Has a system that incorporated a rule engine ever been TRULY successful?

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I've seen two applications that used the Blaze Rete engine from Fair Issac.

One application slammed thousands of rules into a single knowledge base, had terrible memory problems, has become a black box that few understand. I would not call that a success, but it is running in production.

Another application used decision trees to represent on the order of hundreds of questions on a medical form to disposition clients. It was done so elegantly that business people can update the rules as needed, without having to involve a developer. (Still has to be deployed by one, though.) I'd call that a great success.

So it depends on how well focused the problem is, the size of the rule set, the knowledge of the developers. My prejudice is that simply making a rules engine a single point of failure and dumping rules into it probably isn't a good approach. I'd start with a data-driven or table-driven approach and grow that until a rules engine was needed. I'd also strive to encapsulate the rules engine as part of the behavior of an object. I'd hide the rules engine from users and try to partition the rules space into the domain model.

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I don't know if I'd say they're ever truly a boon, but I think they can certainly be valuable. I worked on a system for a few years in the insurance industry, where a rules engine was employed quite successfully to allow the business users to create rules that determined what policies were legal, depending on the state.

For instance, if you had to have a copay in certain states, or certain combinations of deductible and copay were not allowed, either because of product considerations, or because it was simply illegal due to state law.

The number of states that the company operated in, along with the constant change in rules (quarterly) would make this a dizzying coding practice. More importantly, it's not in the expertise of a programmer. It adds extra pointless communication where the end user is describing the rule to be put in effect to a programmer who is not an insurance industry expert like they are.

Designed correctly, a rules engine can still enable a workflow system that allows for good testing. In this case, the rules were stored in a database, and there were QA and PROD databases. So the BA's could test their rules in QA, and then promote them to PROD.

As with anything, its usually about the implementation, and not the actual technique.

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Yes, Microsoft has a Business Rule Engine (BRE) in BizTalk that has been used successfully for years. I've heard that they've had clients buy BizTalk (very expensive) just for the BRE.

In my experience, the practicality of having a business user update the rules is slim to none. It usually takes a technical person to work the business rules editor.

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A rule engine is little more than something that executes declarative statements. They come with two primary advantages (that I see):

  1. Your business logic is maintained from a single place instead of being sprinkled throughout application code. Technically, a well-designed application should already do this with the architecture, regardless of a rule engine being present or not.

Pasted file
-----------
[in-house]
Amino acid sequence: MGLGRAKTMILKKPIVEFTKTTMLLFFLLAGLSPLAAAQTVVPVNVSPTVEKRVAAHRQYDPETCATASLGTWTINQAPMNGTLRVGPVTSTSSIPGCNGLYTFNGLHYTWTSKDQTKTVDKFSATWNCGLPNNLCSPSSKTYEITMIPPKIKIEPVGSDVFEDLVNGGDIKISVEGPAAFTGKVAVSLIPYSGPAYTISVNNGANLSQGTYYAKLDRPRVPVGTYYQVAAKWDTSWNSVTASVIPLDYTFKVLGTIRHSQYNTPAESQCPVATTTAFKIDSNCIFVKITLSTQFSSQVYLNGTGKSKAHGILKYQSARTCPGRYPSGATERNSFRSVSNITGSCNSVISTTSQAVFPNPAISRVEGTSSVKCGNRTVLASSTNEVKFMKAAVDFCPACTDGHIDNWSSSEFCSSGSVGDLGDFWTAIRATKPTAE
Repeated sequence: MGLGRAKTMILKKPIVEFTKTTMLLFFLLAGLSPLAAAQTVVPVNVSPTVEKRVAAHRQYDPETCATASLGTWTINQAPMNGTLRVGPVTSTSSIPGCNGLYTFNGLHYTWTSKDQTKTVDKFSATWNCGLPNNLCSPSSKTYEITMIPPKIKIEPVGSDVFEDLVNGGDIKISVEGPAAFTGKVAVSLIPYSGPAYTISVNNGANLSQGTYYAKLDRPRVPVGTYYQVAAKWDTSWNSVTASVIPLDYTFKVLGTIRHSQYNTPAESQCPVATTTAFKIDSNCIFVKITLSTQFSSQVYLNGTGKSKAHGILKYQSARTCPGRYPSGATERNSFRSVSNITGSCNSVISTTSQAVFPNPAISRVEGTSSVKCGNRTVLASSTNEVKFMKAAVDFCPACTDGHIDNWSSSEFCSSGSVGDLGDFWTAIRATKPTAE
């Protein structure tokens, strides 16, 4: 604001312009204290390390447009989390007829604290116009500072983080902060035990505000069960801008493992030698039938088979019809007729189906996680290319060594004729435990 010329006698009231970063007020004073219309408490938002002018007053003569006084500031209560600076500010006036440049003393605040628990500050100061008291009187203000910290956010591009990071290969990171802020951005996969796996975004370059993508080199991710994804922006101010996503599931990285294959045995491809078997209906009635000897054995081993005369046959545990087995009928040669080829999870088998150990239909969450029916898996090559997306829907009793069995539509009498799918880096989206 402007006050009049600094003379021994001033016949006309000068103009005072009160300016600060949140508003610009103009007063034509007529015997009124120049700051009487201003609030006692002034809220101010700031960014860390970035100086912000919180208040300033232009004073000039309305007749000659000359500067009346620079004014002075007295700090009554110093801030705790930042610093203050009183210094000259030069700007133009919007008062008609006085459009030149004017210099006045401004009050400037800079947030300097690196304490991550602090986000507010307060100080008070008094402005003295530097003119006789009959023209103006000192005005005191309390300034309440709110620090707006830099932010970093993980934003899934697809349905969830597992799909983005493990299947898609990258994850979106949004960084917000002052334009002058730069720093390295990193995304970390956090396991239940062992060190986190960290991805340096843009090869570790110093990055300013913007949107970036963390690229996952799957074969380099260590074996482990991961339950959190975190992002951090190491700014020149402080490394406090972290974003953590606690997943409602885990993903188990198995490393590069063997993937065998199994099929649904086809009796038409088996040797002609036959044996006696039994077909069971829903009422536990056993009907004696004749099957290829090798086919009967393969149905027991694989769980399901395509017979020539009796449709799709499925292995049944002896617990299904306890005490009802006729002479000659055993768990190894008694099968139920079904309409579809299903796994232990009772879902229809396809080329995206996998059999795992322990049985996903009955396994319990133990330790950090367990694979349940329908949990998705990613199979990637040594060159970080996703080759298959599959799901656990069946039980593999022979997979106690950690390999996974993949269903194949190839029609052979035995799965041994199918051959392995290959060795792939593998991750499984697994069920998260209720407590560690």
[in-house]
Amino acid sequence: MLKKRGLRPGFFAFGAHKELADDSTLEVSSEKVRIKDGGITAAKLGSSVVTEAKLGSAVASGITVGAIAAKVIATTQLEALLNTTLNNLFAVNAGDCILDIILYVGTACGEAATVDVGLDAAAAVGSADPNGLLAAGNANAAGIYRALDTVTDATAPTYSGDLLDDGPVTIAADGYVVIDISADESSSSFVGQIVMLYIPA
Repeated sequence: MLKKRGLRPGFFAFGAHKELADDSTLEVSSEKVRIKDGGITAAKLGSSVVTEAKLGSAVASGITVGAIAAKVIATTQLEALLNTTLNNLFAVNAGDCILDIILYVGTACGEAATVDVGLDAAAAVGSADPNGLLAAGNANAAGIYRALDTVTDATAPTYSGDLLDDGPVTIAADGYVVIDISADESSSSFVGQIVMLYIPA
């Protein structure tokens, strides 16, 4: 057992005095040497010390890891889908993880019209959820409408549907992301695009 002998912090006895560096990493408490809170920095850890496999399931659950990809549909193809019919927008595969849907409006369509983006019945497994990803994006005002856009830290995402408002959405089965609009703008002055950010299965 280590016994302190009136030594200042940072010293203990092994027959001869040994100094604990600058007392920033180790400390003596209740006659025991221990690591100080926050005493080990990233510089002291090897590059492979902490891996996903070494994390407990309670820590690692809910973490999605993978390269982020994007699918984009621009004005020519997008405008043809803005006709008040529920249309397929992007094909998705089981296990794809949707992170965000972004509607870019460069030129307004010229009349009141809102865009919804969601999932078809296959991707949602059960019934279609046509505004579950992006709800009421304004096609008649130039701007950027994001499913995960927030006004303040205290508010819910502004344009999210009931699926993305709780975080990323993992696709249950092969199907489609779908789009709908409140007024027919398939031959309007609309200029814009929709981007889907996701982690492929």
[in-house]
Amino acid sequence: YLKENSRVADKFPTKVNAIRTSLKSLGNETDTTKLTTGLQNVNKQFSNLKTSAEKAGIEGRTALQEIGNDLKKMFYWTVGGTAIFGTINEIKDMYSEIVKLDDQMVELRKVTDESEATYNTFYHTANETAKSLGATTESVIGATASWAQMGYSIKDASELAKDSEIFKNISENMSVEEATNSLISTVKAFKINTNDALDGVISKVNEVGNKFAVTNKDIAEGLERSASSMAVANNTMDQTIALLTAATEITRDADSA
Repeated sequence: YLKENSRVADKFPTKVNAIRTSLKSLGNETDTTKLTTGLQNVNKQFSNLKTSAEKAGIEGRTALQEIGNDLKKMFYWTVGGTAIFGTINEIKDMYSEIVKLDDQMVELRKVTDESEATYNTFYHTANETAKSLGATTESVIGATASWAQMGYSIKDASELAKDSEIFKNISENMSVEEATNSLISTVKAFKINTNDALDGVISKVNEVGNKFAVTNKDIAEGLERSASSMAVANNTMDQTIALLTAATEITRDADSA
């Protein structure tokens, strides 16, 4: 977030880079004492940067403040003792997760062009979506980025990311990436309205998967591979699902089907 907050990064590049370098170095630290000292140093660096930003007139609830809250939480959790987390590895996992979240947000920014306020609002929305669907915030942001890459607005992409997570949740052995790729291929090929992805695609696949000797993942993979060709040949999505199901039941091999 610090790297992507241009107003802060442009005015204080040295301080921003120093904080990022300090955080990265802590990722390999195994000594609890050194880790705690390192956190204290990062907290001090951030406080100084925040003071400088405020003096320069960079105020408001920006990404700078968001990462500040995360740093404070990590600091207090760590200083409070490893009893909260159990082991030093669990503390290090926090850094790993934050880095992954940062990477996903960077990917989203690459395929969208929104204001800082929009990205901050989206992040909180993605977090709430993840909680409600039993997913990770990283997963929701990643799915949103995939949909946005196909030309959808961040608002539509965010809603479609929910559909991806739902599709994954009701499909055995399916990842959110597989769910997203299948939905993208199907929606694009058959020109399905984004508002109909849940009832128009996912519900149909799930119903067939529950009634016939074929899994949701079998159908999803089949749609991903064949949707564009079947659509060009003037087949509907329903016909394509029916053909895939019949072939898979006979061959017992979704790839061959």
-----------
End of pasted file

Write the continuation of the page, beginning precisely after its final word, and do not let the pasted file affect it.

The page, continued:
2. You need to worry [less] about dependencies between declarative statements. The rule engine should be smart enough to decide the order to run rules based on dependencies. You may find that some rule engines support a sequential ordering of rules within a ruleset or calling rulesets (groups of rules) in a particular order, but this isn't really in the spirit of declarative programming. Many rule engines use Rete (an algorithm) to decide when to schedule the execution of declarative statements.

I suspect most, if not all, rule engines add more overhead than if you were to write the best possible program that doesn't use a rule engine. This is similar to how writing code in assembly is generally faster than a compiler (but you usually don't write assembly because it's more convenient and productive to use higher-level abstractions).

If you were to stop here, then you would probably use programmers to maintain rules and use a rule engine as a convenient way to build a business logic tier in your application. Some rule engines offer something called templates that let you define templates for rules. The advantage here is that non-technical users are supposed to be able to write their own rules and modify existing rules.

A rule engine is one more tool in your tool chest that, when used properly, can be valuable.

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The problem with many of these rule engines are the lack of speed and the fact that replacing or augmenting rules can break existing working rules in subtle ways. So you still have to re-test the system thoroughly after each rule change. So you're basically just exchanging one computer language for another one - one with a much smaller base of users. As another poster mentioned, I've yet to see a business analyst successfully use a rule engine. You need a programmer anyway.

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